Background Previous research has focussed on individual-level determinants of nursing home admission (NHA), although substantial variation in the prevalence of NHA between European countries suggests a substantial impact of country of residence. The aim of this analysis was to assess individual-level determinants and the role of country of residence and specifically a country‘s public institutional long-term care infrastructure on proxy-reported NHA in the last year of life. Methods We analysed data from 7,018 deceased respondents (65+) of the Survey of Health, Ageing and Retirement in Europe (2004–2015, 16 countries) using Bayesian hierarchical logistic regression analysis in order to model proxy-reported NHA. Results In total, 14% of the general older population utilised nursing home care in the last year of life but there was substantial variation across countries (range = 2–30%). On the individual-level, need factors such as functional and cognitive impairment were the strongest predictors of NHA. In total, 18% of the variance of NHA was located at the country-level; public expenditure on institutional care strongly affected the chance of NHA in the last year of life. Conclusion On the individual-level, the strong impact of need factors indicated equitable access to NHA, whereas differences in public spending for institutional care indicated inequitable access across European countries.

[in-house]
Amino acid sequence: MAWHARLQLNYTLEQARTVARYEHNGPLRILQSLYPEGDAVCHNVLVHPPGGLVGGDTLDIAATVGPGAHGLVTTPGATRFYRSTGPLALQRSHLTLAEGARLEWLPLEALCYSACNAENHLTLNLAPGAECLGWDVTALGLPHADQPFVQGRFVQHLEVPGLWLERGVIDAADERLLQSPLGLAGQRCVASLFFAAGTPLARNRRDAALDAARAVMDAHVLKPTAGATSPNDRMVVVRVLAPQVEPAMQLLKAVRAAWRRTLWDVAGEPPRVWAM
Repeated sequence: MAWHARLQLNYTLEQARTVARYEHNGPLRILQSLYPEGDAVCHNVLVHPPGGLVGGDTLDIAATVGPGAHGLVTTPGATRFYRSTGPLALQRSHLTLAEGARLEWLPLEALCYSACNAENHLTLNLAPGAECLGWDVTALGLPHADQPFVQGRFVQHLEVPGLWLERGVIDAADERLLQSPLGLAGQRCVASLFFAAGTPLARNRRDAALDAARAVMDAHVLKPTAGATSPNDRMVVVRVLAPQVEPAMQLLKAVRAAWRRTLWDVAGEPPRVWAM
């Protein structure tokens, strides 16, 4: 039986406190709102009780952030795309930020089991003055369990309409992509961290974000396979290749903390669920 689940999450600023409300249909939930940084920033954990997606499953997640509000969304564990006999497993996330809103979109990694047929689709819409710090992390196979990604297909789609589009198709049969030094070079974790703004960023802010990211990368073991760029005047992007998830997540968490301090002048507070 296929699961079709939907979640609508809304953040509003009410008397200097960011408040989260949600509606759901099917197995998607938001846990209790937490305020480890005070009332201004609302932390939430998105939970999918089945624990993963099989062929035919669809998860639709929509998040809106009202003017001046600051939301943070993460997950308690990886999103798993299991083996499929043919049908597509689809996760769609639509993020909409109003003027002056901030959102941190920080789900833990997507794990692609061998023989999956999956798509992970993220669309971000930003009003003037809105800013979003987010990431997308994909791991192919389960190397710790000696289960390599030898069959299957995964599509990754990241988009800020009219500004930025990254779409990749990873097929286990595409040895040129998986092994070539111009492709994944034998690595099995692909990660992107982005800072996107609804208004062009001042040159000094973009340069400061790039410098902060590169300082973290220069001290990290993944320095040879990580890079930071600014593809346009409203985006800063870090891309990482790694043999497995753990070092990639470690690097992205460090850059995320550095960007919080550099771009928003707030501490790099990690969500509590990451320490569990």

Stolz, E., Mayerl, H., Rásky, É., & Freidl, W. (2019). Individual and country-level determinants of nursing home admission in the last year of life in Europe. PLoS ONE, 14(3). https://doi.org/10.1371/journal.pone.0213787